Skin Care

VIDEO: Busting commonplace skincare myths with Dr. Navin Taneja

The skincare enterprise has taken a massive bounce within the beyond few years. It is because people are getting increasingly aware of their appearance. In an international full of myriad skincare products and gyaan, it’s far obvious to get confused. And this confusion makes us comply with myths and theories that aren’t proper. We talked to Dermatologist Dr. Navin Taneja and tried to bust a number of those common skincare myths for you. Read on to realize more:

Myth 1: It is thought that shampoo or soap that lathers more is higher

Fact: It isn’t always proper because the lather depends on the foam booster added to a product. A foam booster does not anyway accelerate the cleansing system. More foam booster way more lather; however, the cleaning action may lessen sometimes. It depends on the surfactant (compounds that lower the surface tension) used inside the product. Shampoos or face washes produce much less lather but do a higher job than a foaming product.

Myth 2: Are pricey lotions better than the reasonably-priced ones?

Fact: No, it is essential. If you want an emollient action, a regular product like coconut oil works the same as a high-priced cream. Take petroleum jelly of two manufacturers, one easy and the alternative a costly one. Simple white petroleum gel works the identical or rather higher because there is much less contact (a substance that could set off a hypersensitivity after coming in touch with the pores and skin). It has no perfume and never offers any hypersensitivity. One needs to use a product that is perfume-free and normally to be had. There are positive exact high priced products. However, being highly-priced does not mean that the product is higher. One can cross for any product which fits their skin.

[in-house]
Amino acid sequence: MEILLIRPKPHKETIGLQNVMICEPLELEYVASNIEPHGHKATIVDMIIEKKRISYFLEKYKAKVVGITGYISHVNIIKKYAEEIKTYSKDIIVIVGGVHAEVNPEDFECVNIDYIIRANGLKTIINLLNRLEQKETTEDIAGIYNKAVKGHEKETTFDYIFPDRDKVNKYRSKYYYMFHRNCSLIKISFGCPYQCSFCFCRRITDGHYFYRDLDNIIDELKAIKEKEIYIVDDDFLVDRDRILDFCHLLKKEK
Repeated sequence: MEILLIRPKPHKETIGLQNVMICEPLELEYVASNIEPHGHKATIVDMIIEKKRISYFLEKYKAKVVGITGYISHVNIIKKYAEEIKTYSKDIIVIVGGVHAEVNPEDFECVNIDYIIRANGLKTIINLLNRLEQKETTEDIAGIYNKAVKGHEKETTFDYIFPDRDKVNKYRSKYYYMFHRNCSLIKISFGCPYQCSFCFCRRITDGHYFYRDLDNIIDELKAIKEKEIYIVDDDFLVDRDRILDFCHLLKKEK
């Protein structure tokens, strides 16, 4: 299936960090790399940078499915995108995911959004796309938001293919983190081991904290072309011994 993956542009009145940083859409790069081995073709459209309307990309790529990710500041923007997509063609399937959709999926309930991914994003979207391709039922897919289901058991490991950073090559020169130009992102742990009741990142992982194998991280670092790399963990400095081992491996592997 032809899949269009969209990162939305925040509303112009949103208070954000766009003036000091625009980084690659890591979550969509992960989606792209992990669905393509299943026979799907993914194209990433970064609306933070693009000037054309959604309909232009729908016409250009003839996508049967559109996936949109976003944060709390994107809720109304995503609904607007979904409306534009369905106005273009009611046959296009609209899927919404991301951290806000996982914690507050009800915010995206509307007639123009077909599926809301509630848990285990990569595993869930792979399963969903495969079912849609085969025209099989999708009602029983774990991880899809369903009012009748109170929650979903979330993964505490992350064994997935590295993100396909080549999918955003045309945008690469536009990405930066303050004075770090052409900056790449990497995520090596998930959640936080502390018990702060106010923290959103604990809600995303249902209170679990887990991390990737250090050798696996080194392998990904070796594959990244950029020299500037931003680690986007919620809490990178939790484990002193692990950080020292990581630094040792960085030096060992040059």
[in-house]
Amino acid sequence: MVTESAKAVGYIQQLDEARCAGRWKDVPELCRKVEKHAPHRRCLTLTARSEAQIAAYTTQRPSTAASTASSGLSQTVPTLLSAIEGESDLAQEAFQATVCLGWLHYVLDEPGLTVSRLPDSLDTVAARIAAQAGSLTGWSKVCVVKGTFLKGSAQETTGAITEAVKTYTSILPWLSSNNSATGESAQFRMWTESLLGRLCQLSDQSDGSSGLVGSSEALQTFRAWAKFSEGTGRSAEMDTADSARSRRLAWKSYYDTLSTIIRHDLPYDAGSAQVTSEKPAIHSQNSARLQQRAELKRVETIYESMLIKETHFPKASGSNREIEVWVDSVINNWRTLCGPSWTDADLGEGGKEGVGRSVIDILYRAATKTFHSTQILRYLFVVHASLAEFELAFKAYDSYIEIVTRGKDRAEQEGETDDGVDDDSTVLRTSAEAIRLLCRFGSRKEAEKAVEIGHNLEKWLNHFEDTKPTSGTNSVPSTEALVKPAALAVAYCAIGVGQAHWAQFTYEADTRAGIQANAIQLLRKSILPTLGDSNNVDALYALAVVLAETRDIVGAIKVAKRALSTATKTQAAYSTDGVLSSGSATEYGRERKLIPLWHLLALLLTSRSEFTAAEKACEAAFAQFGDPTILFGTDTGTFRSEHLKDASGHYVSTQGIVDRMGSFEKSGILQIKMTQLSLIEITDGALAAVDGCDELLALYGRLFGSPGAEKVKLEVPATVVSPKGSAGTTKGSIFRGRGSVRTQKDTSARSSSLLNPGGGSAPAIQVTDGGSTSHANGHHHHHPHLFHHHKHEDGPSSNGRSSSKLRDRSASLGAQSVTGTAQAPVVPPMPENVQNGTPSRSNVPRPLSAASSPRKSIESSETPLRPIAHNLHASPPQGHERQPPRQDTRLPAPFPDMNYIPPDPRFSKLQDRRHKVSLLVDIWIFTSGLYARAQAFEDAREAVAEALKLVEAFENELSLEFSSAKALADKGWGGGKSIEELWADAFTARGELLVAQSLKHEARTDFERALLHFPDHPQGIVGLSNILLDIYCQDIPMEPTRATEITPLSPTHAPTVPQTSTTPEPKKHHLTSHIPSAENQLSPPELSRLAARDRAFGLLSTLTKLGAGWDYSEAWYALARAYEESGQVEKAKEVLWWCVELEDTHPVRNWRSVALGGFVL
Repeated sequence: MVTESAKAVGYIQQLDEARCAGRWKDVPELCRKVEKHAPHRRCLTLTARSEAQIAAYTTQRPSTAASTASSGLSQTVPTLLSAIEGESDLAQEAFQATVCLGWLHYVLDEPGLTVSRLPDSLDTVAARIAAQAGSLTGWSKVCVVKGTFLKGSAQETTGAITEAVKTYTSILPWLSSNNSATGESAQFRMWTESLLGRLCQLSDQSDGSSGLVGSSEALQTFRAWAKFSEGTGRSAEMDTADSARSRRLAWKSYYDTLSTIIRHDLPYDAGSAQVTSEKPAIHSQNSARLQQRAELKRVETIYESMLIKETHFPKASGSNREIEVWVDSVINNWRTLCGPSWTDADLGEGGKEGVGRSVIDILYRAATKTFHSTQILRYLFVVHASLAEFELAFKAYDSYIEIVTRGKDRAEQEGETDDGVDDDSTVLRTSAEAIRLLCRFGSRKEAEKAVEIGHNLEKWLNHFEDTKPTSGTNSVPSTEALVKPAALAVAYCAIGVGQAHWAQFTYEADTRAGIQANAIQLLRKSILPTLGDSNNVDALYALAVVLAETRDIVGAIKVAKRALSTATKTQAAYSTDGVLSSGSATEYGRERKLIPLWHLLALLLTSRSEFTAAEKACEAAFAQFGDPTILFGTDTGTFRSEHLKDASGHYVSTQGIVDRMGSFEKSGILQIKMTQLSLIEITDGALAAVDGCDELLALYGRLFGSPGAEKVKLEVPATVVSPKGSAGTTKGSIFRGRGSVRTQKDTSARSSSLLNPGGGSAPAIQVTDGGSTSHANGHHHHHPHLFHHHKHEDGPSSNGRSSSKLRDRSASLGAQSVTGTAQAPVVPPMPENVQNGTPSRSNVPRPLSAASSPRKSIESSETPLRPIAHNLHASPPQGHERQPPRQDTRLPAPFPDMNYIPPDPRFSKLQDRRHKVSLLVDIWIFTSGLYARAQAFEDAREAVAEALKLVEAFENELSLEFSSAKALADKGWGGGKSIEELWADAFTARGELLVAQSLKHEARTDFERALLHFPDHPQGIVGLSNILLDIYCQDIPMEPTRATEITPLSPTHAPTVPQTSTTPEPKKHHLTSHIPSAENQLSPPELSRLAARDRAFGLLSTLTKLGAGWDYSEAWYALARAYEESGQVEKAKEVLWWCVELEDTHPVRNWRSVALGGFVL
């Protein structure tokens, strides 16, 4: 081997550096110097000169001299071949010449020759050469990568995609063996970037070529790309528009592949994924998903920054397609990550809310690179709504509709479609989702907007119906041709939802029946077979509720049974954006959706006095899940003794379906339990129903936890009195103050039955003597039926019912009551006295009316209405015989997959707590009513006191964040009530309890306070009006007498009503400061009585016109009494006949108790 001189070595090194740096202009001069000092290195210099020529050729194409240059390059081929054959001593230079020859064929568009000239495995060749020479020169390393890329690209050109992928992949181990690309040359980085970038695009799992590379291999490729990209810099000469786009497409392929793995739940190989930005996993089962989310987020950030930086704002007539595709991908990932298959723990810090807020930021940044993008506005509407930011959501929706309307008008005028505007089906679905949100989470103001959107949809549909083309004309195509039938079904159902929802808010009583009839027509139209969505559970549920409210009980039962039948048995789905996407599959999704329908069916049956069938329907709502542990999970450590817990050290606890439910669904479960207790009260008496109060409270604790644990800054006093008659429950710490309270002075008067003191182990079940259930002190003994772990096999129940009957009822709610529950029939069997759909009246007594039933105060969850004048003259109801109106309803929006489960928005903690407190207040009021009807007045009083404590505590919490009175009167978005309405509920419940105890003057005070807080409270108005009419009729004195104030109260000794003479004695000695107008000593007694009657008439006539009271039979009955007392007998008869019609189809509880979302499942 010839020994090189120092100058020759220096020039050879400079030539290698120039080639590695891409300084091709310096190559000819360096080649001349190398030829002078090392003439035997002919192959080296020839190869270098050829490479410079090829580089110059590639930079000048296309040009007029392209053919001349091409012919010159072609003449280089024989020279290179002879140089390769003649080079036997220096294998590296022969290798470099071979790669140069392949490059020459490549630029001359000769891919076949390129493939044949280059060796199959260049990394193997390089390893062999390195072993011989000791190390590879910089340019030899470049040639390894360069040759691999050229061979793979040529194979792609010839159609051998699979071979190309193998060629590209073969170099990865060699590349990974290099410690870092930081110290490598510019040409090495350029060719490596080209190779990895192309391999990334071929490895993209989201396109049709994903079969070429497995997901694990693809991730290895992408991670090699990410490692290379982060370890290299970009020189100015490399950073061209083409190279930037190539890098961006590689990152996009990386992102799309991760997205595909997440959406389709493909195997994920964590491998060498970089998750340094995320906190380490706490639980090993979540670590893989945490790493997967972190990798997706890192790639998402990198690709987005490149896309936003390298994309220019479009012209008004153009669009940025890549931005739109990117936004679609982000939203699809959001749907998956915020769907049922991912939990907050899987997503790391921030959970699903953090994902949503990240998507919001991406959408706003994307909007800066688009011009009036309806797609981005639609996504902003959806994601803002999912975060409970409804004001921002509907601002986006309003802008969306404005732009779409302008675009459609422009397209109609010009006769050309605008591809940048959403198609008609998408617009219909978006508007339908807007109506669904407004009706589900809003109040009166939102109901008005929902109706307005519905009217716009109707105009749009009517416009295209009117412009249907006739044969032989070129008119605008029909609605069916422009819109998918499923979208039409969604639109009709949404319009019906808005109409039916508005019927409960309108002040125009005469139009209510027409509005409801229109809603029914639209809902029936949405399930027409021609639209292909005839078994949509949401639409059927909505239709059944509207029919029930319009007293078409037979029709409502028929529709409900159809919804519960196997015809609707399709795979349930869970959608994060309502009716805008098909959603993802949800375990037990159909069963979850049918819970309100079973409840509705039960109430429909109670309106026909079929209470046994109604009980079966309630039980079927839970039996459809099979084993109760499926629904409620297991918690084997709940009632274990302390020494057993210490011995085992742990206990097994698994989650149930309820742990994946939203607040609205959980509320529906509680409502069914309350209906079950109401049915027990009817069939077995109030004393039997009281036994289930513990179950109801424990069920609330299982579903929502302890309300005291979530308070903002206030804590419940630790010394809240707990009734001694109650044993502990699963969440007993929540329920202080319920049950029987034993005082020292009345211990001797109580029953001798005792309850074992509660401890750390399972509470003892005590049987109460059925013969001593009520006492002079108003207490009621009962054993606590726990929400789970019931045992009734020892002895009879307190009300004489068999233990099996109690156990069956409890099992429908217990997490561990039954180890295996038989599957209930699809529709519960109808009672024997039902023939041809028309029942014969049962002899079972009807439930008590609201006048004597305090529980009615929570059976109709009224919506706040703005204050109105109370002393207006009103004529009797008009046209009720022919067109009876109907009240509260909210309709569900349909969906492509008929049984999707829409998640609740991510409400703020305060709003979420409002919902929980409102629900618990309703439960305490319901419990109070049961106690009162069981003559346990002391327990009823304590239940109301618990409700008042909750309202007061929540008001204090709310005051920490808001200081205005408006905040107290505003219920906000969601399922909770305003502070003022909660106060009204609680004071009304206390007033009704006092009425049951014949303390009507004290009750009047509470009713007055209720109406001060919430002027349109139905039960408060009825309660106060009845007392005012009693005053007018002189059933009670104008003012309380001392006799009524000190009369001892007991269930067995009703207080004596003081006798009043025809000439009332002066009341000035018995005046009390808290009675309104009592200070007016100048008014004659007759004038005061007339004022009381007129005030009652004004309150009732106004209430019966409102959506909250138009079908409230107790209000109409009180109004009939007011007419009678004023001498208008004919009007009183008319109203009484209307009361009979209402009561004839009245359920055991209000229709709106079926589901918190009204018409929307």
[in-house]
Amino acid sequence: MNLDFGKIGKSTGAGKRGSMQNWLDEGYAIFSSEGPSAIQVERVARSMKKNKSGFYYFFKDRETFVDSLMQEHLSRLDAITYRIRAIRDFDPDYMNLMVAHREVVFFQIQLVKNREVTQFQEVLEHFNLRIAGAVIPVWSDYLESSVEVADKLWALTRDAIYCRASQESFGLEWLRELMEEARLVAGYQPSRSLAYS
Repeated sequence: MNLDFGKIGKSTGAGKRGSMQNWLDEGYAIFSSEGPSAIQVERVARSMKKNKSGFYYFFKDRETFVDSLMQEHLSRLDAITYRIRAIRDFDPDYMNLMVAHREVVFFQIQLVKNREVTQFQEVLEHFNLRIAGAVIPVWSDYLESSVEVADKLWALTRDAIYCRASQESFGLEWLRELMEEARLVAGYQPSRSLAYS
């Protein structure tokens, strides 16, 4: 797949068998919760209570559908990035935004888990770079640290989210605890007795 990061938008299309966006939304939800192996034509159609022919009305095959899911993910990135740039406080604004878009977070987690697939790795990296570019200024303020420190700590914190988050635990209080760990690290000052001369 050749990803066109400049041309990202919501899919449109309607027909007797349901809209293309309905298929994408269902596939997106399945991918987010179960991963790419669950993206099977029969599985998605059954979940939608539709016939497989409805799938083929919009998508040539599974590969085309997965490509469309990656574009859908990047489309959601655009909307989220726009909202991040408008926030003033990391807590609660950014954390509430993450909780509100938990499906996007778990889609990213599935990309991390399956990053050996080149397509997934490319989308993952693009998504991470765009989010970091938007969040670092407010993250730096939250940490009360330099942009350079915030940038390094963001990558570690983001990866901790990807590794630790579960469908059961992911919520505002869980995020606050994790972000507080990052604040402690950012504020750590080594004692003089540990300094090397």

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Myth 3: Natural merchandise like curd, turmeric are pleasant for the pores and skin.

Fact: It absolutely depends on the type of skin you have. Suppose you’re using Multani mitti (fuller’s earth), which is ideal for greasy skin, but if a person with dry skin uses this, it’ll make their pores and skin more dehydrated. In dry to regular skin, rubbing lemon to exfoliate it will photosynthesize the skin and make it appear darker. One should know their skin type after which use these products after consulting a physician. Natural matters are not usually top. One has to not apply whatever at the face. They need to no longer deal with their pores and skin like a playground and apply whatever on it. People want to be careful and should understand their skin types earlier than the use of any product.

Myth 4: Cosmetic products containing vitamin A, B, C are exact for the pores and skin